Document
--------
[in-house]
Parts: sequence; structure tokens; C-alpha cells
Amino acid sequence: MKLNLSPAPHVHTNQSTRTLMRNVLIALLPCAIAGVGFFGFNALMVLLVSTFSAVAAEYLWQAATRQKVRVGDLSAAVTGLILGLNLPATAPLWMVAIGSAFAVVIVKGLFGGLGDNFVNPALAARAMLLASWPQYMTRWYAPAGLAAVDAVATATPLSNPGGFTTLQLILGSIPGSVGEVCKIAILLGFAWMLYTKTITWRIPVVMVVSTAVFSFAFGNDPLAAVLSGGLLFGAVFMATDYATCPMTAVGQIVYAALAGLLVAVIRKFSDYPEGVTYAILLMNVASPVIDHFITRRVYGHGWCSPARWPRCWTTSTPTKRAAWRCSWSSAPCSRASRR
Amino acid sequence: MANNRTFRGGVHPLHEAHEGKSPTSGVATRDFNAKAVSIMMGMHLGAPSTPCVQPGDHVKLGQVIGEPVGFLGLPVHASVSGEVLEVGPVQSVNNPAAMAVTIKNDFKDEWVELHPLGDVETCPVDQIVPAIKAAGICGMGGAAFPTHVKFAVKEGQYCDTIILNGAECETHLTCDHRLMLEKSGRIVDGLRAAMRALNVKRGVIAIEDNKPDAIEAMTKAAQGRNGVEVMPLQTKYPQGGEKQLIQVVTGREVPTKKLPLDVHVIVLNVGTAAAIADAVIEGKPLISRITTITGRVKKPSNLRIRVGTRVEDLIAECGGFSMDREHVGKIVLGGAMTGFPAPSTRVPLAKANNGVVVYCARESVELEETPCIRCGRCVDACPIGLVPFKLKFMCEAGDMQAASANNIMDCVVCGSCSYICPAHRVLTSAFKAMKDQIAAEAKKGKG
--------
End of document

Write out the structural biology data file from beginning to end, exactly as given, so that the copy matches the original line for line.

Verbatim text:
[in-house]
Parts: sequence; structure tokens; C-alpha cells
Amino acid sequence: MKLNLSPAPHVHTNQSTRTLMRNVLIALLPCAIAGVGFFGFNALMVLLVSTFSAVAAEYLWQAATRQKVRVGDLSAAVTGLILGLNLPATAPLWMVAIGSAFAVVIVKGLFGGLGDNFVNPALAARAMLLASWPQYMTRWYAPAGLAAVDAVATATPLSNPGGFTTLQLILGSIPGSVGEVCKIAILLGFAWMLYTKTITWRIPVVMVVSTAVFSFAFGNDPLAAVLSGGLLFGAVFMATDYATCPMTAVGQIVYAALAGLLVAVIRKFSDYPEGVTYAILLMNVASPVIDHFITRRVYGHGWCSPARWPRCWTTSTPTKRAAWRCSWSSAPCSRASRR
Amino acid sequence: MANNRTFRGGVHPLHEAHEGKSPTSGVATRDFNAKAVSIMMGMHLGAPSTPCVQPGDHVKLGQVIGEPVGFLGLPVHASVSGEVLEVGPVQSVNNPAAMAVTIKNDFKDEWVELHPLGDVETCPVDQIVPAIKAAGICGMGGAAFPTHVKFAVKEGQYCDTIILNGAECETHLTCDHRLMLEKSGRIVDGLRAAMRALNVKRGVIAIEDNKPDAIEAMTKAAQGRNGVEVMPLQTKYPQGGEKQLIQVVTGREVPTKKLPLDVHVIVLNVGTAAAIADAVIEGKPLISRITTITGRVKKPSNLRIRVGTRVEDLIAECGGFSMDREHVGKIVLGGAMTGFPAPSTRVPLAKANNGVVVYCARESVELEETPCIRCGRCVDACPIGLVPFKLKFMCEAGDMQAASANNIMDCVVCGSCSYICPAHRVLTSAFKAMKDQIAAEAKKGKG